We believe the record demonstrates that the Collective Bargaining Agreement executed in 1971 (as well as 1968), discloses an ambiguity in two respects relating to the Company's right of termination. First, the Bargaining Agreement specifically refers to an attached 'Pension Agreement and Plan.' This phrase could refer to a single document consisting of both a Pension Agreement and a Pension Plan or, as had been the case in prior years, to two documents, a separate Pension Plan and a separate Pension Agreement. As we have already noted, the attached Pension Agreement and Plan was entitled 'Minneapolis-Moline Pension Plan' and referred to a document essentially the same in form as the 1950 Pension Plan but with modifications wrought by amendments made over the past two decades. The phrase 'Pension Agreement,' as previously used by the parties, designated a document separate from the Pension Plan and contained a termination date and a specific waiver of the Company's right to terminate the Pension Plan at will as to Union employees. Since neither the contract documents nor contemporaneous history of the 1968 and 1971 Bargaining Agreements offers any explanation for the absence of an attachment to the Bargaining Agreement entitled 'Pension Agreement,' an arbitrator could conclude that this omission was inadvertent, permitting him to resort to evidence extrinsic to the written contract documents to determine the full agreement intended by the parties. When an agreement may be expected to speak on a subject but does not, its silence imports ambiguity on that subject. See Humble Oil & Refining Co. v. Teamsters Local 866, 447 F.2d 229 (2d Cir. 1971); Baldwin-Montrose Chem. Co. v. International Rubber & Plastic Wkrs, 383 F.2d 796 (6th Cir. 1967); H. K. Porter v. United Saw, File & Steel Products Wkrs, 333 F.2d 596 (3d Cir. 1964).


In commenting on this omission, the arbitrator observed:


The writer's experience informs him that it is most difficult to conceive that a Union would knowingly, lightly, or casually acquiesce in the elimination of a Company waiver of a right to terminate a pension plan in which the employees it represents participate without a vigorous struggle or, at least, the attempt to obtain some satisfactory quid pro quo. To accept the Company's thesis would mean that one week after the signing of the 1971 (or 1968) pension agreement and plan, the Company, at will, could have terminated the Plan, despite the fact that it had agreed in writing to waive the exercise of that right for eighteen years in a series of five documents. The Company's thesis is incompatible with the institutional behavior of labor organizations in our society and does not take account of the reasonable expectations that the usages of the past have engendered.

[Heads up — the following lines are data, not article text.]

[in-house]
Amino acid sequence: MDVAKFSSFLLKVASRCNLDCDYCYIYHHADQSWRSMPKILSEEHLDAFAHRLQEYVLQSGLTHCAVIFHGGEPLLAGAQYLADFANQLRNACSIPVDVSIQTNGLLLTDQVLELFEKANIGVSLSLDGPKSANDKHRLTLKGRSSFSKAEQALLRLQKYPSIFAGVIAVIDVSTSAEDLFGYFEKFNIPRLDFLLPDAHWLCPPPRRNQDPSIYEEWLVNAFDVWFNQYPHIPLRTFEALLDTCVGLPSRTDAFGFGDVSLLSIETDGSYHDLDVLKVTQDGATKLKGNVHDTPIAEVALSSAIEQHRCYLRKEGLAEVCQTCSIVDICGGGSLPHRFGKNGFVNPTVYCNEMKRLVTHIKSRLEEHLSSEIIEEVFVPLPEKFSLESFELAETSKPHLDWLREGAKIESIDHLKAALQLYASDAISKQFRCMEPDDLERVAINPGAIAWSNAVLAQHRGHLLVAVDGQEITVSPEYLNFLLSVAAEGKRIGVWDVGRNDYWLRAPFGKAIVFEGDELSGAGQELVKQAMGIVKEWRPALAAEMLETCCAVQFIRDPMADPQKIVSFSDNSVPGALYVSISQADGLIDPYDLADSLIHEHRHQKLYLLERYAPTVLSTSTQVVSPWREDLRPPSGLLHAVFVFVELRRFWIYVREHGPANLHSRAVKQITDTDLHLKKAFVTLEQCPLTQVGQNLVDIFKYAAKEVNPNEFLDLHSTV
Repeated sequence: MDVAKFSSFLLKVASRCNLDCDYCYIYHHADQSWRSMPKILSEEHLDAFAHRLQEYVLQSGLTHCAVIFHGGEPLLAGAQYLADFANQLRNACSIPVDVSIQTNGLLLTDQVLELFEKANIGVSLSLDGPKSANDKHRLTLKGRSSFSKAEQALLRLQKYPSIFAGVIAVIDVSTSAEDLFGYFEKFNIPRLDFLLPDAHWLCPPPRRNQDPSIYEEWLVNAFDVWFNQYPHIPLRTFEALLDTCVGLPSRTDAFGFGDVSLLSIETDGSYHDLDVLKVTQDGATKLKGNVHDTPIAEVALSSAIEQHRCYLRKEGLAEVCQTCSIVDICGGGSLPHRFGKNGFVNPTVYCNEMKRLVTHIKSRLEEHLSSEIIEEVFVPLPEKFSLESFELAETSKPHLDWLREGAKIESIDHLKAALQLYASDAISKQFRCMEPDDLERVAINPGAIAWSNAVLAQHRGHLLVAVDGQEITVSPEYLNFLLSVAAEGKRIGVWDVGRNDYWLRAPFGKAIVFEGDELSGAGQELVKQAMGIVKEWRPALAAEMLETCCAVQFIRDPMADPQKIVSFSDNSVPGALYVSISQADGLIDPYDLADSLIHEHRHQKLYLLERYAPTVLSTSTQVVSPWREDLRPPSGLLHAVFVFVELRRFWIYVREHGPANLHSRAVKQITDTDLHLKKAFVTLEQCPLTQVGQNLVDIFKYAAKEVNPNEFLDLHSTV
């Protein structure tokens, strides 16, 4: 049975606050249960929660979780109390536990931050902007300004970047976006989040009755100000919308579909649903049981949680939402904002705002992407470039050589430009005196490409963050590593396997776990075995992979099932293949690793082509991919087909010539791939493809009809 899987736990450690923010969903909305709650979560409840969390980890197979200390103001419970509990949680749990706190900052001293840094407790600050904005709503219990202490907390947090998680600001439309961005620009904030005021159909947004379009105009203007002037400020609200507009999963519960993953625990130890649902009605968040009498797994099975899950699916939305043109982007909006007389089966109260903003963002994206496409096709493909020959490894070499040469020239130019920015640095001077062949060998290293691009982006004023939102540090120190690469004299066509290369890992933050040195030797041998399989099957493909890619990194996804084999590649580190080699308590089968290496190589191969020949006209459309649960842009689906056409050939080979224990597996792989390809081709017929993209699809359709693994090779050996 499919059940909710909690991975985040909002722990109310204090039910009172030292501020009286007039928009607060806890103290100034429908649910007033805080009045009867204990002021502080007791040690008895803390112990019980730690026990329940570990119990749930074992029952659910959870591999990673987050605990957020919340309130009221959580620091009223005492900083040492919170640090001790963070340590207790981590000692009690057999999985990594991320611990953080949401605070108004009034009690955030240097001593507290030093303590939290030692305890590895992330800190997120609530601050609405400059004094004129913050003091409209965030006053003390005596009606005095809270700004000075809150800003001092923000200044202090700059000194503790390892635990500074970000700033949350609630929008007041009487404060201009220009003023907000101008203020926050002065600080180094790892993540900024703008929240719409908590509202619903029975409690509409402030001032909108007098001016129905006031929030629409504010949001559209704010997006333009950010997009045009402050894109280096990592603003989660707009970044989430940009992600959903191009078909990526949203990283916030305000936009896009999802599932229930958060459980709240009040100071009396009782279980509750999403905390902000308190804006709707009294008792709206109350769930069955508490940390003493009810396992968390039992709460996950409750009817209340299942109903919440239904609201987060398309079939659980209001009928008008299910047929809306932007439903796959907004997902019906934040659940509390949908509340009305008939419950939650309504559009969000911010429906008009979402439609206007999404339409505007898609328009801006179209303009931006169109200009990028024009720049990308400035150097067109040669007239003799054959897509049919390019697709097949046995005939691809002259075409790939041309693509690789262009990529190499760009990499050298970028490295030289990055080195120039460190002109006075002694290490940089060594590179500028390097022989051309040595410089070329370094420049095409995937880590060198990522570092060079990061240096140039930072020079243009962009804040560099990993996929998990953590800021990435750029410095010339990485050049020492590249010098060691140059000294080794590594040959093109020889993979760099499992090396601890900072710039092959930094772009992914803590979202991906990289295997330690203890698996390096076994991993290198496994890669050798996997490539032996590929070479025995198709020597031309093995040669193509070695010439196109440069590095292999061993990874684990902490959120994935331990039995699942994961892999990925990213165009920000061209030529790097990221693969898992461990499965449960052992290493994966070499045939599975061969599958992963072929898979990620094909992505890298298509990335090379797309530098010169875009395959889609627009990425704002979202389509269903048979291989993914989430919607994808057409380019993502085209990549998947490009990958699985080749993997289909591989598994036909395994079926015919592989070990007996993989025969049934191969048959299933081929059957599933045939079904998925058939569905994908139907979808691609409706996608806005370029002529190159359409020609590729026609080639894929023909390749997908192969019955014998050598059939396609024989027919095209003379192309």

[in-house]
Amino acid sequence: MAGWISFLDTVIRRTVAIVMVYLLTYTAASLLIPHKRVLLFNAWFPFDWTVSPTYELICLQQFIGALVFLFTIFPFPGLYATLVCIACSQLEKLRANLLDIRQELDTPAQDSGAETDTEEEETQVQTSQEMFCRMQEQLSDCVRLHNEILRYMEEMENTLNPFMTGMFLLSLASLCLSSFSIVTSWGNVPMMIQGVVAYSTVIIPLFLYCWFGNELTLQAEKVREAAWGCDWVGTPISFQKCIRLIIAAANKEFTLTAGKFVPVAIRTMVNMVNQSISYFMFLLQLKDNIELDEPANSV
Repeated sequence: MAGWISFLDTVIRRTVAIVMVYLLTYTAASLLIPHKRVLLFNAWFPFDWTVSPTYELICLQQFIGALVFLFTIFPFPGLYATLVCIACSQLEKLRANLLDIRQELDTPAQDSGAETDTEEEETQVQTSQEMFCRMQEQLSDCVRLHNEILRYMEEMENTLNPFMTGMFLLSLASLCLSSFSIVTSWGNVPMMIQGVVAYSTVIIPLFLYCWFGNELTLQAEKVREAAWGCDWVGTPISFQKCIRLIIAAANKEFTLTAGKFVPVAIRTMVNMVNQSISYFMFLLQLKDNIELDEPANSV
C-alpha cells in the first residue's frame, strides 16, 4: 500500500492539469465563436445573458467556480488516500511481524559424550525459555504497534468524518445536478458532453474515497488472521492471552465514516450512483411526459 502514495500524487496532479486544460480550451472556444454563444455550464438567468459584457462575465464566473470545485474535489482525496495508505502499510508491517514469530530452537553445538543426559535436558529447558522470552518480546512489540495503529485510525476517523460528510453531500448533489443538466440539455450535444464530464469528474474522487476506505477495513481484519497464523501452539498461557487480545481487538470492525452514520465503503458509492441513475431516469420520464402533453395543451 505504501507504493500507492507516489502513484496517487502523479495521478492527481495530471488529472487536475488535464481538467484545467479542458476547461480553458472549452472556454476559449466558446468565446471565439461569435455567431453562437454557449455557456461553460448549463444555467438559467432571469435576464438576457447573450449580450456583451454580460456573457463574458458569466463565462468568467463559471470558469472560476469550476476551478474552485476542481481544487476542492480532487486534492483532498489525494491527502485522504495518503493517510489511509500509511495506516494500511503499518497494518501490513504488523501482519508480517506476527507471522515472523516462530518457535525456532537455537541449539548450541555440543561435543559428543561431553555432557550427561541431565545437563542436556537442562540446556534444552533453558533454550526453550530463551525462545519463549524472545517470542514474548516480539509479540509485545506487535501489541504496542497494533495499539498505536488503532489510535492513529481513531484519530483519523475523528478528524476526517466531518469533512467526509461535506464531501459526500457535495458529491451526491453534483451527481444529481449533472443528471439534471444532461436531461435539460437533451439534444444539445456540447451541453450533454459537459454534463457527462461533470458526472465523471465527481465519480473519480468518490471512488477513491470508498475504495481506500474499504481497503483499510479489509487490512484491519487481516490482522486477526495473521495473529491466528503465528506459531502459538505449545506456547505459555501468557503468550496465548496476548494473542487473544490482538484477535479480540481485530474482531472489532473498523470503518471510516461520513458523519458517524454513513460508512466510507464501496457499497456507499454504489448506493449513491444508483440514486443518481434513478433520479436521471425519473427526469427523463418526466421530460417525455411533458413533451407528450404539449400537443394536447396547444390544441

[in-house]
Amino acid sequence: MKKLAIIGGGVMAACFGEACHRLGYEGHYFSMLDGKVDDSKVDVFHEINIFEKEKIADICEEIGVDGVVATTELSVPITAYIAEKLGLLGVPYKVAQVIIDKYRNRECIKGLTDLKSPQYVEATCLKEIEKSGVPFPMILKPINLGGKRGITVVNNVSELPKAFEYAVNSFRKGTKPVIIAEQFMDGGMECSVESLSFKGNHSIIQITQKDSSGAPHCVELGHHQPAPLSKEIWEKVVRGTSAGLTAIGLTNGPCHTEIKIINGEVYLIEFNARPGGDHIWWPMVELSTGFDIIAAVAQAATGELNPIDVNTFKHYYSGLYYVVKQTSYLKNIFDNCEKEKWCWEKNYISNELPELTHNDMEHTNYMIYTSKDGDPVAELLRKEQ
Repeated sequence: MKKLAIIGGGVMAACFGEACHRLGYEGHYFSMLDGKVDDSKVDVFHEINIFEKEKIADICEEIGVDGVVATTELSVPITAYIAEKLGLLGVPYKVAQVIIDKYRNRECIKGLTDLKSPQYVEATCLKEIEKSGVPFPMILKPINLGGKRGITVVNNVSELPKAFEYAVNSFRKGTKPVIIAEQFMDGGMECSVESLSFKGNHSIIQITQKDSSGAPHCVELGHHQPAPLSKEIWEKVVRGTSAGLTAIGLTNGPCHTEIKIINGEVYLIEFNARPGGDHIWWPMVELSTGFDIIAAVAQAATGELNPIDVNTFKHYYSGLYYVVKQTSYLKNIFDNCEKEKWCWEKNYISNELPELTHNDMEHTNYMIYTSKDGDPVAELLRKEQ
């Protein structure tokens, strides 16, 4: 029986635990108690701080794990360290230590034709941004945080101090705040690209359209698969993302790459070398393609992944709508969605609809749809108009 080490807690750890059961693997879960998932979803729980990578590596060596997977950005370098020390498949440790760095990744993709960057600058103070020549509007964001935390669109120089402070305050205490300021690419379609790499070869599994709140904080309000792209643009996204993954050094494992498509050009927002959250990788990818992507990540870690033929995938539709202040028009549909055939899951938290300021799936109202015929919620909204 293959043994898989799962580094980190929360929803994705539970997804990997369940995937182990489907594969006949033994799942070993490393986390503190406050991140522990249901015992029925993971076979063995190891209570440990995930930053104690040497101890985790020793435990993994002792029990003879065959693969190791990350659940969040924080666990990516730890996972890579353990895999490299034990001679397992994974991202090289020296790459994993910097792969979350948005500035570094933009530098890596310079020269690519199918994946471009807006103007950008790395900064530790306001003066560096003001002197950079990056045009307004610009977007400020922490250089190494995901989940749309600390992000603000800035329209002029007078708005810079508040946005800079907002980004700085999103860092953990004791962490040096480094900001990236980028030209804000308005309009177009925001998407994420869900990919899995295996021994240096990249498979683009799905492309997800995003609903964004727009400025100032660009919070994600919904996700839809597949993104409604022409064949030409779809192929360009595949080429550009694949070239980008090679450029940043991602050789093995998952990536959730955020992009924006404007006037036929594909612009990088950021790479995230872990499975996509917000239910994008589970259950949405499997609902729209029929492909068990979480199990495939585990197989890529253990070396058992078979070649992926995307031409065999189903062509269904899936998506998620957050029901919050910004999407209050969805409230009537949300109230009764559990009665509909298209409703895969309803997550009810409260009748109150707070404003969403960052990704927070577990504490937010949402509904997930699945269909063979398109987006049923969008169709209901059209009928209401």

The arbitrator properly noted a second aspect of the ambiguity relating to the termination date for the Pension Plan. The bargaining history disclosed that prior to 1968 the parties had always specified a definite termination date of the Pension Plan extending to or beyond the date established for the expiration of the Collective Bargaining Agreement. But in 1968 and 1971, the 'Minneapolis-Moline Pension Plan' did not contain any specific termination date. Given this omission, the arbitrator did not exceed his authority in concluding that the May 1, 1974, date for termination of the Collective Bargaining Agreement as the only relevant date specified in the documents executed by the parties served also as the termination date of the Pension Plan as to Union members.


Our review of the record satisfies us that the arbitrator arrived at a decision drawn from the contract documents and from the history of the agreements leading up to the 1971 Collective Bargaining Agreement. We conclude, contrary to the Company's contentions, that the arbitrator did not exceed his arbitral authority and that his award is valid since it 'draws its essence from the collective bargaining agreement.' United Steel-workers of America v. Enterprise Wheel & Car Corp., supra, 363 U.S. at 597, 80 S.Ct. at 1361.


Accordingly, the district court properly enforced the arbitrator's award.




The United Auto Workers became the bargaining representative for the employees on July 6, 1955. Prior to that date, the employees were represented by Local 1146 of the United Electrical, Radio and Machine Workers of America


The Collective Bargaining Agreement was to continue thereafter for yearly periods unless the parties gave a notice of termination at least 60 days prior to the end of the contract period


The Pension Agreement was to continue on a yearly basis thereafter unless terminated by one of the parties on six months notice


The Collective Bargaining Agreement terminated at 12:01 A.M. May 1, 1968, while the Amendment of Pension Agreement terminated April 30, 1968


This paragraph was slightly altered in the 1965 Amendment of Pension Agreement:

In all other respects said Pension Agreement, as amended, and the Pension Plan referred to therein, as amended, are hereby ratified and confirmed.

Additionally, the 1962-1965 and the 1965-1968 Collective Bargaining Agreements contained general information concerning benefits available under the Pension Plan.


See United Steelworkers of America v. American Mfg. Co., 363 U.S. 564, 567-569, 80 S.Ct. 1343, 4 L.Ed.2d 1403 (1960); United Steelworkers of America v. Warrior & Gulf Nav. Co., 363 U.S. 574, 582-583, 80 S.Ct. 1347, 4 L.Ed.2d 1409 (1960) (these two cases and United Steelworkers of America v. Enterprise Wheel & Car Corp., 363 U.S. 563, 80 S.Ct. 1358, 4 L.Ed.2d 1424 (1960) comprise the Steelworkers Trilogy); Western Iowa Pork Co. v. National Bro. Pack & Dairy Wkrs, 366 F.2d 275 (8th Cir. 1966). In Western Iowa Pork, this court stated that '* * * in making the determination of whether an arbitrator has exceeded his authority the agreement must be broadly construed with all doubts being resolved in favor of his authority.' 366 F.2d at 277